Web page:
Imagine The Descent crossed with The Office, but nastier. That’s Corporate Animals. It’s uneven, but often brutally hilarious, as horrible boss Lucy (Demi Moore) forces her key employees into a team-building exercise exploring caves in New Mexico.
Always wanting to push her employees on to greatness, even if they don’t want to go, Lucy declines the beginner’s trail and instead makes instructor Brandon (Ed Helms) take everyone down the advanced caving route, cajoling and bullying them into compliance.
I’ve always loathed team-building that involves anything more strenuous than a Lake District pub and a shared scampi basket, so I finally feel vindicated about my feelings towards the third worst business trend during my years in the corporate world (Secret Santa was the worst, with 360˚ appraisals a close second).
Lucy’s company Incredible Edibles makes edible cutlery, because the primary threat to the world is plastic knives and forks, rather than businesspeople like Lucy, who treats her staff like the disposable products she loathes, while her company consumes their whole lives.
After crawling through a narrow tunnel on their stomachs –“your panic attack is not authorised” Lucy barks at poor Suzy (Nasim Pedrad) – they finally get to an awe-inspiring central cavern, complete with paintings, stalactites and battery lights. All is well until what Brandon calls a “geological incident” creates a rock fall which buries their entrance tunnel. And Brandon. Though don’t weep for him – he was trying to escape while leaving everyone else behind when it happened.
Will the survivors turn on each other, or finally take Lucy’s instructions to heart and work as team? Some from column A and some from column B, as it happens.
The team are reassuringly human under such pressure, succumbing to hallucinations, doom-related shagging and shouting at each other, which I suppose you could see as Lucy’s three Cs of business: confidence, collaboration and captaincy. You could say that initially, as hours turn into days, office life continues much as before, only now with no working toilets.
After several days in the cavern, nearly everyone is struggling. Though Lucy seems fine, taking an area of the cave for herself where she does her hair in many different styles.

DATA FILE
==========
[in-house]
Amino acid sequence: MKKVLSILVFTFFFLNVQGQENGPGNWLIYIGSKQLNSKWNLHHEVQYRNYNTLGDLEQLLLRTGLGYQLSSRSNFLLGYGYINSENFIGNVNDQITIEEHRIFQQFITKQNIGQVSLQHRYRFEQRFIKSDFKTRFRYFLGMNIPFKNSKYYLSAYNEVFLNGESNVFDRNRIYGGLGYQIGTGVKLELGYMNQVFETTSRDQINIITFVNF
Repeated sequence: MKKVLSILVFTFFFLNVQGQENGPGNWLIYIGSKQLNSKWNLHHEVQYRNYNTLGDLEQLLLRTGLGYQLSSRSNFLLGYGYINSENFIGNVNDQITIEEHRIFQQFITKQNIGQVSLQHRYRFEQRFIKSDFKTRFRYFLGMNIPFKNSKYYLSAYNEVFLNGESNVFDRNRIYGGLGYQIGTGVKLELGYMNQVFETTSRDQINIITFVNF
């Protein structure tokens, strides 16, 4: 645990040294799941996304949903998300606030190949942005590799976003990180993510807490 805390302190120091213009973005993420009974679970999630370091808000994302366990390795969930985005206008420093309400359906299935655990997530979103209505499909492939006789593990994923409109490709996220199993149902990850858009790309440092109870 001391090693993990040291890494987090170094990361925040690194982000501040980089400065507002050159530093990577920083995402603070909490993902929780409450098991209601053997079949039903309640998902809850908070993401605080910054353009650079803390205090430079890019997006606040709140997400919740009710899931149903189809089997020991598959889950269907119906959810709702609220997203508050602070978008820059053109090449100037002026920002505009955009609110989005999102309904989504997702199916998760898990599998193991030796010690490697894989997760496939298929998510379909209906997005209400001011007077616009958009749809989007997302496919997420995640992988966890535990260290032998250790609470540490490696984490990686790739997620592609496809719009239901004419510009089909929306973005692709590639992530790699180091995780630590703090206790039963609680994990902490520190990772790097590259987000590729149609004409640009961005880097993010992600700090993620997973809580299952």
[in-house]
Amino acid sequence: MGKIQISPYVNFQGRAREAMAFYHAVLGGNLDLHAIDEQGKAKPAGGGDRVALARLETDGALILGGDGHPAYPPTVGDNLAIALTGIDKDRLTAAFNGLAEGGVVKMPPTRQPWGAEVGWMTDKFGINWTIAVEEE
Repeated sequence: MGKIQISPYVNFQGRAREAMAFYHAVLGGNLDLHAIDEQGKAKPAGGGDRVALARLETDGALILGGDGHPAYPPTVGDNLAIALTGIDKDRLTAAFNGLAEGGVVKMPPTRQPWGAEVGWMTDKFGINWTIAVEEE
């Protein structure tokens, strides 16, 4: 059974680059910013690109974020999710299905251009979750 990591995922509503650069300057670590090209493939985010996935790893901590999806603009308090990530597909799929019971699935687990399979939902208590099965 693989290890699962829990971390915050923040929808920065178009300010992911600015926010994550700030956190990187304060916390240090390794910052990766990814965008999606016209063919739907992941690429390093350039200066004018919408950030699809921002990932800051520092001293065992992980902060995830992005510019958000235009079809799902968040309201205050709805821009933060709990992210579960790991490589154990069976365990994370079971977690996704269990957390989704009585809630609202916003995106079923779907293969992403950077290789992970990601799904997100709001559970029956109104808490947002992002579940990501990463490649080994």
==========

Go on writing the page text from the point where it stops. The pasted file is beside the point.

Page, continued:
With their food supplies dwindling, attention turns to another available food source: Brandon.
Corporate Animals – with its literal consumption of those it has already killed – is an unsubtle satire of modern business culture, as we witness even the most mild-mannered turning into monsters in order to defeat the biggest monster of all. They have to learn the way of the office monster to kill it; fighting amongst themselves weakens them and makes it stronger.
It does dip in the middle, when everyone is just being awful to each other in a confined space. (God knows I’m getting enough of that with my children at home this half-term.) There’s an animated sequence which feels unnecessary (a talking wound that sings Toxic by Britney Spears works much better and could probably win America’s Got Talent).
Still, you can’t fault the audacity of director Patrick Brice and writer Sam Bain, as they push ideas as far as they can go. And I’d always rather watch a film that pushes the envelope rather than staying snuggled inside it (wait, am I turning into a Lucy?)
It’s also very funny, from the team’s bickering to some of the visual gags (in both senses of the word). I spent a lot of time bouncing between involuntary nervous laughter and involuntary guffawing, as increasingly extreme situations were treated as perfectly normal.
Underground, Lucy’s shortcomings as a leader become even clearer, and it’s former intern Freddy (Karan Soni), and MBA graduate Jess (Jessica Williams), who turn out to be the most determined and innovative.
The sheer gall of Corporate Animals meant that it was only afterwards that I realised that in most cases I couldn’t put my finger on character traits, just actions. That’s partly because it’s illustrating that under such pressure most of us do turn into animals, and partly because the awfulness of Lucy, and the decisions they make, overshadow characterisation.
It reminded me of the more polished but just as blunt Assassination Nation, and while that satire was about America as a whole rather than business, there’s a similar dynamic going on – that things are so awful now, subtlety is no longer an option.
This is a film full of immoral dilemmas, and the biggest of them is not actually whether should they eat Brandon, killed by that initial rockfall. Brandon is, after all, already dead.
Corporate Animals is also a twisted depiction of family life – don’t many people claim their colleagues as their surrogate family, awful or not? Lucy absolutely sees herself as a mother, teaching her children in the ways of the world.
Moore is brilliantly awful, whinging and whining, coercing and threatening, dangling carrots and wielding corporate sticks. Modern office culture can be so toxic that to anyone who has worked for a sociopath she’ll be instantly recognisable.
Entirely lacking in self-awareness, she’s a privileged white woman leeching off other people’s disadvantage. Lucy has already told Jess, who is black, to “listen to the Beyonce inside you”, finishing with an even more cringeworthy “Girlfriend!”. Before they head into the caves she points out that as a 1/64th Acoma Native American, she alone can give permission if anyone wants to touch a cave painting. But she’s a feminist! Thank god she’s not all bad: “if women can’t be as horrible as men what’s fucking feminism for”. Oh.
Still, some creatives may agree with her suggestion that death be a suitable punishment for Gloria (Martha Kelly), whose crime is writing bad poetry which relies on rhyming couplets; though as Lucy only suggested it because she wanted to eat her, I’m unsure whether we as writers can condone it.
Corporate Animals is screening at Sundance London Film Festival in June 2019.